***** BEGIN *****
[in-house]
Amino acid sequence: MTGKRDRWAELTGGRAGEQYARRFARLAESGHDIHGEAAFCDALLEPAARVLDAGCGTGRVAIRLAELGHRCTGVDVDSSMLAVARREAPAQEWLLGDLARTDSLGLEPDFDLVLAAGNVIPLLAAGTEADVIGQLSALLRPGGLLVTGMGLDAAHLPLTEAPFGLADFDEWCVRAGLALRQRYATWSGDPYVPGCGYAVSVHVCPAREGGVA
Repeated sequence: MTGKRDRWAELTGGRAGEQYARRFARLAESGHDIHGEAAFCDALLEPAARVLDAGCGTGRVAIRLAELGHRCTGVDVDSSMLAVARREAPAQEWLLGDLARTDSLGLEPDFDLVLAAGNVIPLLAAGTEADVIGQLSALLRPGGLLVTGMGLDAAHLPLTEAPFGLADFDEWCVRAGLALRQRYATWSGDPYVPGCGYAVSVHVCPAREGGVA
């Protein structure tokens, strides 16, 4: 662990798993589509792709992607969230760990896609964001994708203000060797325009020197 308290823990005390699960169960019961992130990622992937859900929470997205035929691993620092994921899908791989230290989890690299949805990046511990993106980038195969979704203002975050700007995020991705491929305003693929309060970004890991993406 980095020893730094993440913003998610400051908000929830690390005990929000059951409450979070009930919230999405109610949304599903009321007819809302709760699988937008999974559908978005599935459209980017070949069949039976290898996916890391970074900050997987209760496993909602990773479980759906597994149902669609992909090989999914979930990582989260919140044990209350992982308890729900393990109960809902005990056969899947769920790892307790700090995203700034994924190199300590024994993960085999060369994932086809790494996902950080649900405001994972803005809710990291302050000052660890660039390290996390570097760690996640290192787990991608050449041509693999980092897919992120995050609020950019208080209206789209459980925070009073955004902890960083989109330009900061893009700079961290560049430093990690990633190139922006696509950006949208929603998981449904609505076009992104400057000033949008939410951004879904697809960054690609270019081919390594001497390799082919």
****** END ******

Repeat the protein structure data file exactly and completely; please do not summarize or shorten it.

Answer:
[in-house]
Amino acid sequence: MTGKRDRWAELTGGRAGEQYARRFARLAESGHDIHGEAAFCDALLEPAARVLDAGCGTGRVAIRLAELGHRCTGVDVDSSMLAVARREAPAQEWLLGDLARTDSLGLEPDFDLVLAAGNVIPLLAAGTEADVIGQLSALLRPGGLLVTGMGLDAAHLPLTEAPFGLADFDEWCVRAGLALRQRYATWSGDPYVPGCGYAVSVHVCPAREGGVA
Repeated sequence: MTGKRDRWAELTGGRAGEQYARRFARLAESGHDIHGEAAFCDALLEPAARVLDAGCGTGRVAIRLAELGHRCTGVDVDSSMLAVARREAPAQEWLLGDLARTDSLGLEPDFDLVLAAGNVIPLLAAGTEADVIGQLSALLRPGGLLVTGMGLDAAHLPLTEAPFGLADFDEWCVRAGLALRQRYATWSGDPYVPGCGYAVSVHVCPAREGGVA
């Protein structure tokens, strides 16, 4: 662990798993589509792709992607969230760990896609964001994708203000060797325009020197 308290823990005390699960169960019961992130990622992937859900929470997205035929691993620092994921899908791989230290989890690299949805990046511990993106980038195969979704203002975050700007995020991705491929305003693929309060970004890991993406 980095020893730094993440913003998610400051908000929830690390005990929000059951409450979070009930919230999405109610949304599903009321007819809302709760699988937008999974559908978005599935459209980017070949069949039976290898996916890391970074900050997987209760496993909602990773479980759906597994149902669609992909090989999914979930990582989260919140044990209350992982308890729900393990109960809902005990056969899947769920790892307790700090995203700034994924190199300590024994993960085999060369994932086809790494996902950080649900405001994972803005809710990291302050000052660890660039390290996390570097760690996640290192787990991608050449041509693999980092897919992120995050609020950019208080209206789209459980925070009073955004902890960083989109330009900061893009700079961290560049430093990690990633190139922006696509950006949208929603998981449904609505076009992104400057000033949008939410951004879904697809960054690609270019081919390594001497390799082919």